iExplorer asks me to buy the full version for 40 $ to move all of the media files:
It shows ~8000 files in the backup while the Decipher Backup Browser below finds 26500, but I show why: there are duplicates and technical images as well. The images of iExplorer should be all that is needed.
iExplorer might be the only backup extraction tool that keeps the dates of PNG and JPG (untested!)
Since I know from the next backup extraction tool below (Decipher Backup Browser) that it overrides dates of JPG and PNG files, this iExplorer might be better to save the images with their true dates in the metadata. I did not test it since I found the workaround of searching for all non-HEIC files and copying only those in one go.
Decipher Backup Browser
The commercial Decipher Backup Browser (30 $ for two devices) once helped me with other things which I could not get from the phone, see iPhone: bulk move ALL voice memos + ALL pdfs generated from Safari page prints (pdf-exports using "Books") to pc and that can also extract the images and videos from a backup.
I now take Decipher Backup Browser which I have once bought for some PDFs and also voicememos that were only in the backup and not in iTunes, for whatever reason, see the link above. Looks like this:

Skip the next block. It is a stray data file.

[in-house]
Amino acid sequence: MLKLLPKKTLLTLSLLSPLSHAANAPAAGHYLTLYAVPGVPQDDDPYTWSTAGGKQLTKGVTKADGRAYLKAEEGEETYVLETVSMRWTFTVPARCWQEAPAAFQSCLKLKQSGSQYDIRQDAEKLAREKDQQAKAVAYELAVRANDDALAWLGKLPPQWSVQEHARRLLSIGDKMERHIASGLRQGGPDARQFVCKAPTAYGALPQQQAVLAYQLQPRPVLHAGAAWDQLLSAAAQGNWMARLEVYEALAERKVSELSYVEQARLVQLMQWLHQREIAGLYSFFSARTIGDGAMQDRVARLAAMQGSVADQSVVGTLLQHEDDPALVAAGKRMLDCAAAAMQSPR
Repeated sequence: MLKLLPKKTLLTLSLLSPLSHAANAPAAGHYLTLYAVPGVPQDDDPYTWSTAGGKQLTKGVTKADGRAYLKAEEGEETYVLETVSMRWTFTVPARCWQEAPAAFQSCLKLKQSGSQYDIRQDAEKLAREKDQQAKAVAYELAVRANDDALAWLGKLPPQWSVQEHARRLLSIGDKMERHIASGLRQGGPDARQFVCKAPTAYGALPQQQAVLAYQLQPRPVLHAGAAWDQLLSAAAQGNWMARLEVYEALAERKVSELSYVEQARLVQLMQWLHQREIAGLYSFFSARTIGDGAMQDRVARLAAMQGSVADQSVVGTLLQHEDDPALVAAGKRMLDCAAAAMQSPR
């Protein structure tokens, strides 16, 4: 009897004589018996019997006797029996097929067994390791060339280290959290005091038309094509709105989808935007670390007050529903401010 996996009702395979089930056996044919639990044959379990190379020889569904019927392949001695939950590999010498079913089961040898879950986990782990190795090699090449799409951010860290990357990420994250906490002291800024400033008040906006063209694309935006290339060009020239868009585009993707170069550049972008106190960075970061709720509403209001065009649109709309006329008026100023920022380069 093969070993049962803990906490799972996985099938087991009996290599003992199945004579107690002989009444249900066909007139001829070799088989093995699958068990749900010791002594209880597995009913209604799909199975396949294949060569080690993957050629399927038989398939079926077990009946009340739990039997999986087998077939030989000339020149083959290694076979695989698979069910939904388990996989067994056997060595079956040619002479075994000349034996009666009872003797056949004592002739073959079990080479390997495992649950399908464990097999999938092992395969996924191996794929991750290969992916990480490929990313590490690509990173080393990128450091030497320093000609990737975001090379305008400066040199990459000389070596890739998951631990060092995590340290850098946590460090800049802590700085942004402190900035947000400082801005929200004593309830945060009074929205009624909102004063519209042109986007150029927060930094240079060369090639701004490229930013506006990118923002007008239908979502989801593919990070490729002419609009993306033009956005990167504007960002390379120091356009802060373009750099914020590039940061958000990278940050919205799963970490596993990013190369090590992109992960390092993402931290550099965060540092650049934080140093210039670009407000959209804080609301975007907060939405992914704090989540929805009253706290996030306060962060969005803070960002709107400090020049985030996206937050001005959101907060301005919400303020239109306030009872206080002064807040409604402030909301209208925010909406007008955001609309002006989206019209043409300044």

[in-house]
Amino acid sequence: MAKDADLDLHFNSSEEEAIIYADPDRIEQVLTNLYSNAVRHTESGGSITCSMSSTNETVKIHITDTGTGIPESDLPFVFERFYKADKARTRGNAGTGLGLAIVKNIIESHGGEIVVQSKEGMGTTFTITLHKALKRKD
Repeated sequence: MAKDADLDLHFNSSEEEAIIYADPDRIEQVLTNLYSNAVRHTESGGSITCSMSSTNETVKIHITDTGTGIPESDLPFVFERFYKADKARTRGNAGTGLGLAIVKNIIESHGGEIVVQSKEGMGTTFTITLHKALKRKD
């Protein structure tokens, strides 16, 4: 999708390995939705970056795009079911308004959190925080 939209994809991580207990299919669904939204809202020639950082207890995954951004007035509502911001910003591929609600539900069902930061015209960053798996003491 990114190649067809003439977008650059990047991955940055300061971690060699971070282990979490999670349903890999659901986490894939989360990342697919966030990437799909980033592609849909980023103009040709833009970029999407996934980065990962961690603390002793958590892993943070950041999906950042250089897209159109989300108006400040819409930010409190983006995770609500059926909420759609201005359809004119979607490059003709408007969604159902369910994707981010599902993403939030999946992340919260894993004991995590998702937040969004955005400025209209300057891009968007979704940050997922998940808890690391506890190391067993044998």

Still loading images only for my data protection, they load in seconds:
Save as gallary in a folder of your choice:
and wait roughly some 2 minutes for 1000 files, my 26500 make roughly an hour:
The output is a bit strange:
- There are 11530 thumbnails as new images with the name "5003" which are just duplicates of their full image and should get actually saved together with the main image instead. They have lost the timestamp. No worries about this, since the main images have it, and they should get a new thumbnail when loaded:
- The timestamps of whatsapp images get lost (if they ever had any?):
- Folders are not stored so that you get duplicates in the name and a wrong sorting. You can still get the full sorting back with the date column, but that takes long since there are 11904 images, 21.9 GB. You need to make a date search to at first get a smaller sample of files and put them in a new folder, and then go on with the next dates, aso., see How to search only files of a chosen month of a year in a huge folder?, but it takes some time and perhaps does not even work, at least, it did not in my tests:
- There are 47 LocalVideoKeyFrame files without their timestamp, unclear what this is since they are normal images, just quite small in size, but you can watch them well on a full screen:
- And there is one strange tiff image that is a screenshot (but I had many more screenshots which did not have this data type, no clue how this comes up):
Turns out that this is:
The "PreviewWellImage.tiff" represents the photo you see when you open your Photos application and see a preview of the most recent image, which is the photo just taken by the camera in this instance.
Why Decipher Backup Browser is still not the best fix up to now